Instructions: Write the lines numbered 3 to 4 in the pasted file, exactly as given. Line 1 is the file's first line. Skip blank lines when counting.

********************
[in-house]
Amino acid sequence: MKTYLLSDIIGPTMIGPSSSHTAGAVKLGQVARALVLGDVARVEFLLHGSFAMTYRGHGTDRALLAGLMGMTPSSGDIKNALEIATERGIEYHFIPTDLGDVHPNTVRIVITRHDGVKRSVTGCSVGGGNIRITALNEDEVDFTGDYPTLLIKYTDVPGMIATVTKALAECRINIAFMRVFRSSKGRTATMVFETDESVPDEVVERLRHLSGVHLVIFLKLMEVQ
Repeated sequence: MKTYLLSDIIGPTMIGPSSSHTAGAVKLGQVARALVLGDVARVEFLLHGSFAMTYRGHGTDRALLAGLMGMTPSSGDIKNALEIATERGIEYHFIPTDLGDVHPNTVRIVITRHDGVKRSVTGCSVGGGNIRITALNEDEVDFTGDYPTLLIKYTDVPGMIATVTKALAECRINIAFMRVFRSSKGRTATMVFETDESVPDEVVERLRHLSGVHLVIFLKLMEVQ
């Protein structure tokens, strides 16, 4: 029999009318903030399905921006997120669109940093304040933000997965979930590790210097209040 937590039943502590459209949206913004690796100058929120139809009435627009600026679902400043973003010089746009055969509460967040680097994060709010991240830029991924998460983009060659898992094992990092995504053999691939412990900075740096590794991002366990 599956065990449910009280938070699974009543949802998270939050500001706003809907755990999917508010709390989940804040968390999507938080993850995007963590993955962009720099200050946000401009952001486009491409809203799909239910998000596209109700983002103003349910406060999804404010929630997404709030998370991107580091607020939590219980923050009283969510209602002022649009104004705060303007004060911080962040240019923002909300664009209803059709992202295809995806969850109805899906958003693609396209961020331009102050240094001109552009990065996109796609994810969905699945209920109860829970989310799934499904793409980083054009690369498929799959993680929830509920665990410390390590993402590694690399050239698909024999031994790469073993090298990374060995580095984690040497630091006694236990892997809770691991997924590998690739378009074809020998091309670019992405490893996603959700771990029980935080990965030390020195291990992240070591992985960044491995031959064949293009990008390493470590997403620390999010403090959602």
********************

Repeated sequence: MKTYLLSDIIGPTMIGPSSSHTAGAVKLGQVARALVLGDVARVEFLLHGSFAMTYRGHGTDRALLAGLMGMTPSSGDIKNALEIATERGIEYHFIPTDLGDVHPNTVRIVITRHDGVKRSVTGCSVGGGNIRITALNEDEVDFTGDYPTLLIKYTDVPGMIATVTKALAECRINIAFMRVFRSSKGRTATMVFETDESVPDEVVERLRHLSGVHLVIFLKLMEVQ
């Protein structure tokens, strides 16, 4: 029999009318903030399905921006997120669109940093304040933000997965979930590790210097209040 937590039943502590459209949206913004690796100058929120139809009435627009600026679902400043973003010089746009055969509460967040680097994060709010991240830029991924998460983009060659898992094992990092995504053999691939412990900075740096590794991002366990 599956065990449910009280938070699974009543949802998270939050500001706003809907755990999917508010709390989940804040968390999507938080993850995007963590993955962009720099200050946000401009952001486009491409809203799909239910998000596209109700983002103003349910406060999804404010929630997404709030998370991107580091607020939590219980923050009283969510209602002022649009104004705060303007004060911080962040240019923002909300664009209803059709992202295809995806969850109805899906958003693609396209961020331009102050240094001109552009990065996109796609994810969905699945209920109860829970989310799934499904793409980083054009690369498929799959993680929830509920665990410390390590993402590694690399050239698909024999031994790469073993090298990374060995580095984690040497630091006694236990892997809770691991997924590998690739378009074809020998091309670019992405490893996603959700771990029980935080990965030390020195291990992240070591992985960044491995031959064949293009990008390493470590997403620390999010403090959602």